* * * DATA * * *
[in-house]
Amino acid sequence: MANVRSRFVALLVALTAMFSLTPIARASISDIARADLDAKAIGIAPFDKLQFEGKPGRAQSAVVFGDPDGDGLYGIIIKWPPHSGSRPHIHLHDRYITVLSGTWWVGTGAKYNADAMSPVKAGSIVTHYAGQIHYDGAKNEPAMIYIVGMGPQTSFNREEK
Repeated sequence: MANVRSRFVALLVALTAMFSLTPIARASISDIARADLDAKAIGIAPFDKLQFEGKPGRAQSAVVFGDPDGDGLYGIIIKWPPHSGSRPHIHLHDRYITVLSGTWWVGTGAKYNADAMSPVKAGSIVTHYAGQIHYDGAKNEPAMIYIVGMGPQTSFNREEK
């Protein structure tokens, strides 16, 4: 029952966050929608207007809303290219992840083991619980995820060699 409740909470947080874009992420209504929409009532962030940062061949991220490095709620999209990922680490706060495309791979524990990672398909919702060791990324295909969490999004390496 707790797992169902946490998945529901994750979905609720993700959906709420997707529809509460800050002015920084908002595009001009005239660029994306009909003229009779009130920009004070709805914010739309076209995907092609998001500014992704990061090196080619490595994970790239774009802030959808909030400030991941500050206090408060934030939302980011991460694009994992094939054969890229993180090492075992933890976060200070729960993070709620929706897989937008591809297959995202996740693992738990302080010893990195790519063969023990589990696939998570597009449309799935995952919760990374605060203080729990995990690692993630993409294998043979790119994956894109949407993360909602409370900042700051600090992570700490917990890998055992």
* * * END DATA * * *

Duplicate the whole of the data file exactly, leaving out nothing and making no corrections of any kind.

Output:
[in-house]
Amino acid sequence: MANVRSRFVALLVALTAMFSLTPIARASISDIARADLDAKAIGIAPFDKLQFEGKPGRAQSAVVFGDPDGDGLYGIIIKWPPHSGSRPHIHLHDRYITVLSGTWWVGTGAKYNADAMSPVKAGSIVTHYAGQIHYDGAKNEPAMIYIVGMGPQTSFNREEK
Repeated sequence: MANVRSRFVALLVALTAMFSLTPIARASISDIARADLDAKAIGIAPFDKLQFEGKPGRAQSAVVFGDPDGDGLYGIIIKWPPHSGSRPHIHLHDRYITVLSGTWWVGTGAKYNADAMSPVKAGSIVTHYAGQIHYDGAKNEPAMIYIVGMGPQTSFNREEK
């Protein structure tokens, strides 16, 4: 029952966050929608207007809303290219992840083991619980995820060699 409740909470947080874009992420209504929409009532962030940062061949991220490095709620999209990922680490706060495309791979524990990672398909919702060791990324295909969490999004390496 707790797992169902946490998945529901994750979905609720993700959906709420997707529809509460800050002015920084908002595009001009005239660029994306009909003229009779009130920009004070709805914010739309076209995907092609998001500014992704990061090196080619490595994970790239774009802030959808909030400030991941500050206090408060934030939302980011991460694009994992094939054969890229993180090492075992933890976060200070729960993070709620929706897989937008591809297959995202996740693992738990302080010893990195790519063969023990589990696939998570597009449309799935995952919760990374605060203080729990995990690692993630993409294998043979790119994956894109949407993360909602409370900042700051600090992570700490917990890998055992």